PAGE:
- Dealing with (Student) Harassment by Nicolle Zellner
A recent post by Christina Richey on the Women in Planetary Science blog highlighted some really good examples of what harassment is and how to deal with it. It reminded me that women are more likely to face harassment at all levels and made me think that we don't always realize we are being harassed. [...]
To read more on these blogs, please see http://womeninastronomy.blogspot.comBack to top.
4. Panel addresses gender bias in sciences
From: Yale Daily News, Nov. 9, 2012
[The panel included Dr. Meg Urry, well-known for her advocacy for women in astronomy -- eds.]
Yale study showing a significant bias against women in the sciences continues to make waves across the world of academia.
The paper, written by Yale faculty and published in the October issue of the journal Proceedings of the National Academy of Sciences, was discussed at a panel hosted by Women in Science at Yale Thursday night in Davies Auditorium. Drawing over 100 audience members from across the Yale community, panelists discussed the findings of the study, which showed that male candidates were preferred by science faculty members of both genders.
Full story atBack to top.
5. Why Old Female Science Professors Should Blog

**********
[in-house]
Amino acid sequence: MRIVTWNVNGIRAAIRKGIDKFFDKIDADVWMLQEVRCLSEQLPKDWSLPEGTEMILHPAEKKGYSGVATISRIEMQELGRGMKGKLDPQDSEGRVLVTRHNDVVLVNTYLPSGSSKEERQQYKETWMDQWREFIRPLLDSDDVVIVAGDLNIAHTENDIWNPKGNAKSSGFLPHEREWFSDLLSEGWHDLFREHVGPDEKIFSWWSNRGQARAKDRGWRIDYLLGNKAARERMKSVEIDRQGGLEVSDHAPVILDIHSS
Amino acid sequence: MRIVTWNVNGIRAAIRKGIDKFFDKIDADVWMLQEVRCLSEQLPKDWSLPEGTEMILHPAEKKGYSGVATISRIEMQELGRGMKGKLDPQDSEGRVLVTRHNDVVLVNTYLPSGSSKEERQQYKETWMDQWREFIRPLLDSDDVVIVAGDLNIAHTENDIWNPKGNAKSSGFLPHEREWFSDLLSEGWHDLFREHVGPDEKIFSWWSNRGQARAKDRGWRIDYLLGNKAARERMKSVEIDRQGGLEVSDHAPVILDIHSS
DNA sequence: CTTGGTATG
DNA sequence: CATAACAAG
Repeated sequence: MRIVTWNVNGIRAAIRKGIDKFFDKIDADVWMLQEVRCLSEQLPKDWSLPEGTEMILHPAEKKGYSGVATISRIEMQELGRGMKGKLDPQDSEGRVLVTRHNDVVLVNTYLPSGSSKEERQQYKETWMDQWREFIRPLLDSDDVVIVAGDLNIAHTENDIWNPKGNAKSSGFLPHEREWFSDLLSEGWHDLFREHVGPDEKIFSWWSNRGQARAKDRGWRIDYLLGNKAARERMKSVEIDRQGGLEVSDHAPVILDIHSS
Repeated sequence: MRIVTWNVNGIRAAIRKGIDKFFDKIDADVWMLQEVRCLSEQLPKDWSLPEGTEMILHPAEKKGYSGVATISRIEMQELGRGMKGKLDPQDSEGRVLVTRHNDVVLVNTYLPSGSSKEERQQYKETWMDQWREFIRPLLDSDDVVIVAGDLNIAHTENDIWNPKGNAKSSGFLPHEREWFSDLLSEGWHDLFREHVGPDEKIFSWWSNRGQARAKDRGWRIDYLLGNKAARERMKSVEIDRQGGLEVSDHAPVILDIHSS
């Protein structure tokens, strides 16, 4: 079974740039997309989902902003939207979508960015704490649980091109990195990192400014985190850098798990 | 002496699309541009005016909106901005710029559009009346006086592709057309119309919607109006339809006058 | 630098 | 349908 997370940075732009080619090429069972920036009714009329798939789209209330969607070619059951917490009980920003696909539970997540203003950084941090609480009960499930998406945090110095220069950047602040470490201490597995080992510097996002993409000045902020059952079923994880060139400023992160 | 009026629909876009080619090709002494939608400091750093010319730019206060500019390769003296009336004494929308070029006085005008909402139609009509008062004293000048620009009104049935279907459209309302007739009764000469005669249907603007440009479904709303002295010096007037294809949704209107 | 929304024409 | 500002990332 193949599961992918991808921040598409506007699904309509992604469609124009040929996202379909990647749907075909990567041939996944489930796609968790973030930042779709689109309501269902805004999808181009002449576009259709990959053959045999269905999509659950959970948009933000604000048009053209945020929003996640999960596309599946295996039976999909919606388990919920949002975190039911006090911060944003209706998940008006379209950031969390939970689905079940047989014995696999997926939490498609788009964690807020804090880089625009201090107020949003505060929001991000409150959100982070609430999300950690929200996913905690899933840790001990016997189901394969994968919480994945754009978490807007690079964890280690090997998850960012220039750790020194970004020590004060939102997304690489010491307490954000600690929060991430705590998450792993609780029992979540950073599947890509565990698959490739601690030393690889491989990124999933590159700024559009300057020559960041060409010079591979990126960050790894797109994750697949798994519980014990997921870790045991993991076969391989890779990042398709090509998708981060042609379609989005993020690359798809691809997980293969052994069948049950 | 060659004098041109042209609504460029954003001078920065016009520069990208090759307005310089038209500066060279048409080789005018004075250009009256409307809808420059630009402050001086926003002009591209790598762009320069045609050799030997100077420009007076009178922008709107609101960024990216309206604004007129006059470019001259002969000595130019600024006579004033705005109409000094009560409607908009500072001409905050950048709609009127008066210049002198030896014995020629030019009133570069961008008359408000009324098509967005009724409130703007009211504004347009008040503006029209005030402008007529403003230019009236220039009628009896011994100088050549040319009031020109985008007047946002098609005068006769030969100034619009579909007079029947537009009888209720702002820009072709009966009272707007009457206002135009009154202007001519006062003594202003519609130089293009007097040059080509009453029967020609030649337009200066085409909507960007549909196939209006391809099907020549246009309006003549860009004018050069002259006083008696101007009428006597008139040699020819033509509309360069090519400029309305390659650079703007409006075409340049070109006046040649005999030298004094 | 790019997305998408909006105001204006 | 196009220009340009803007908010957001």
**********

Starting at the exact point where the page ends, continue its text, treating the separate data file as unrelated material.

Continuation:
From: SpotOn London 2012
A blog post by the Female Science Professor, continuing the discussion from yesterday's SpotOnLondon Women in Science Session.
Perhaps you routinely spend time reading science blogs, including the academic life sorts of blogs written by students, postdocs, professors and others. If so, you are probably a relatively young person; by young, I mean younger than middle-aged me. Perhaps you have your own blog. If so, you are even more likely to be younger than I am. Why do relatively few mid-career and senior STEM researchers blog about their careers? Do we have less time than younger people? No, I don't believe that (and I am sure you don't either). Most of us are extremely busy, just in different ways as we progress through different career and life stages.
Are we older scientists confused by blogs and blog-culture, thinking that we would have to write words like "interwebz" and acronyms like "FWIWIMHO" in order to have a blog?Back to top.
6. Conversation about graduate mentoring
From: Nancy Morrison [nmorris_at_utnet.utoledo.edu]
From the November-December 2012 issue of American Scientist: "Mentor vs. Monolith: Finding and being a good graduate advisor," by Mohamed Noor and Caiti Heil
'Prof. Mohamed Noor and Ph.D. student Caiti Heil agreed to work together on an American Scientist essay about graduate mentoring. They independently framed outlines and brought them together for a first meeting. Mohamed's essay was more focused on being a mentor and less on choosing one, whereas Caiti's was more focused on how to choose and work with a mentor without much detail about what makes a mentor successful. As a result, they have chosen this non-standard "conversational" format for conveying their thoughts.'